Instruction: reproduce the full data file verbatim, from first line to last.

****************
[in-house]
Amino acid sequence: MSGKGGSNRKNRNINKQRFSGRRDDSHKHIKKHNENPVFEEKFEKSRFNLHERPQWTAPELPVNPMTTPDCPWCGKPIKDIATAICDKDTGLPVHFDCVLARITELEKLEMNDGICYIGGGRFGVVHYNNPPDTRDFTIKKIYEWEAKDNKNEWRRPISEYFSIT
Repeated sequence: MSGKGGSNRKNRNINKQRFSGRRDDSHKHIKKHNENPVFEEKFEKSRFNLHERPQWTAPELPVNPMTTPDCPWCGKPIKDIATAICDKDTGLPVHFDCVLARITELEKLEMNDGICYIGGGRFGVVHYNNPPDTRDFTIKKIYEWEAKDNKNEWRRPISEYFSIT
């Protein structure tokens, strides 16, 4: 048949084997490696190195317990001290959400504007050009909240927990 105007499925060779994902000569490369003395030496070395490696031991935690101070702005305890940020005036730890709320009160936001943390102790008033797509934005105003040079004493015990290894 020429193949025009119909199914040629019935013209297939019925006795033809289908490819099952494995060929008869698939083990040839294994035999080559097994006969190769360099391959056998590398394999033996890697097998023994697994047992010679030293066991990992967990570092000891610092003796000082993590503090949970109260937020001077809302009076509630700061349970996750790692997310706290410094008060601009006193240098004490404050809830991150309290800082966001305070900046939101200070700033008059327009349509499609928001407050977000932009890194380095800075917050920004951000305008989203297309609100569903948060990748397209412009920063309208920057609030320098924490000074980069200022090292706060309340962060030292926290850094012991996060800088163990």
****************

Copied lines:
[in-house]
Amino acid sequence: MSGKGGSNRKNRNINKQRFSGRRDDSHKHIKKHNENPVFEEKFEKSRFNLHERPQWTAPELPVNPMTTPDCPWCGKPIKDIATAICDKDTGLPVHFDCVLARITELEKLEMNDGICYIGGGRFGVVHYNNPPDTRDFTIKKIYEWEAKDNKNEWRRPISEYFSIT
Repeated sequence: MSGKGGSNRKNRNINKQRFSGRRDDSHKHIKKHNENPVFEEKFEKSRFNLHERPQWTAPELPVNPMTTPDCPWCGKPIKDIATAICDKDTGLPVHFDCVLARITELEKLEMNDGICYIGGGRFGVVHYNNPPDTRDFTIKKIYEWEAKDNKNEWRRPISEYFSIT
């Protein structure tokens, strides 16, 4: 048949084997490696190195317990001290959400504007050009909240927990 105007499925060779994902000569490369003395030496070395490696031991935690101070702005305890940020005036730890709320009160936001943390102790008033797509934005105003040079004493015990290894 020429193949025009119909199914040629019935013209297939019925006795033809289908490819099952494995060929008869698939083990040839294994035999080559097994006969190769360099391959056998590398394999033996890697097998023994697994047992010679030293066991990992967990570092000891610092003796000082993590503090949970109260937020001077809302009076509630700061349970996750790692997310706290410094008060601009006193240098004490404050809830991150309290800082966001305070900046939101200070700033008059327009349509499609928001407050977000932009890194380095800075917050920004951000305008989203297309609100569903948060990748397209412009920063309208920057609030320098924490000074980069200022090292706060309340962060030292926290850094012991996060800088163990």